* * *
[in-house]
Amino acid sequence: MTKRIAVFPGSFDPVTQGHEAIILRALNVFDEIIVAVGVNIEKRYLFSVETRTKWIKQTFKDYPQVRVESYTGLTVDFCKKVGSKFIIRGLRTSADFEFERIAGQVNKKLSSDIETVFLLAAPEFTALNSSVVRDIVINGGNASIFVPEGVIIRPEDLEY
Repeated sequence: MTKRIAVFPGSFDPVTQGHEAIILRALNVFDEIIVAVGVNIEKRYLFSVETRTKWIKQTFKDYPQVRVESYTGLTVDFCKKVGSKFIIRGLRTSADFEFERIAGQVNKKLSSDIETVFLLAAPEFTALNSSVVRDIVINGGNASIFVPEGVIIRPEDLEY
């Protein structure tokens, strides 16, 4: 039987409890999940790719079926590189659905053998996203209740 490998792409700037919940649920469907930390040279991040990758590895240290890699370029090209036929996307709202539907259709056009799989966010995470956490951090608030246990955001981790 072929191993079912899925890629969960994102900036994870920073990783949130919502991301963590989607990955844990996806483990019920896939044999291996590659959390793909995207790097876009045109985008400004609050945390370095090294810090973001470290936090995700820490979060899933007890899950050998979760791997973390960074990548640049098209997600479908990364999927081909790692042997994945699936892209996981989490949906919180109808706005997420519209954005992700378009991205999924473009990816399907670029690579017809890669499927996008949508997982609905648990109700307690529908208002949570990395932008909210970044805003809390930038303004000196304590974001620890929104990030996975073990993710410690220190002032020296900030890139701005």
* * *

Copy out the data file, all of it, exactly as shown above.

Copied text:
[in-house]
Amino acid sequence: MTKRIAVFPGSFDPVTQGHEAIILRALNVFDEIIVAVGVNIEKRYLFSVETRTKWIKQTFKDYPQVRVESYTGLTVDFCKKVGSKFIIRGLRTSADFEFERIAGQVNKKLSSDIETVFLLAAPEFTALNSSVVRDIVINGGNASIFVPEGVIIRPEDLEY
Repeated sequence: MTKRIAVFPGSFDPVTQGHEAIILRALNVFDEIIVAVGVNIEKRYLFSVETRTKWIKQTFKDYPQVRVESYTGLTVDFCKKVGSKFIIRGLRTSADFEFERIAGQVNKKLSSDIETVFLLAAPEFTALNSSVVRDIVINGGNASIFVPEGVIIRPEDLEY
């Protein structure tokens, strides 16, 4: 039987409890999940790719079926590189659905053998996203209740 490998792409700037919940649920469907930390040279991040990758590895240290890699370029090209036929996307709202539907259709056009799989966010995470956490951090608030246990955001981790 072929191993079912899925890629969960994102900036994870920073990783949130919502991301963590989607990955844990996806483990019920896939044999291996590659959390793909995207790097876009045109985008400004609050945390370095090294810090973001470290936090995700820490979060899933007890899950050998979760791997973390960074990548640049098209997600479908990364999927081909790692042997994945699936892209996981989490949906919180109808706005997420519209954005992700378009991205999924473009990816399907670029690579017809890669499927996008949508997982609905648990109700307690529908208002949570990395932008909210970044805003809390930038303004000196304590974001620890929104990030996975073990993710410690220190002032020296900030890139701005």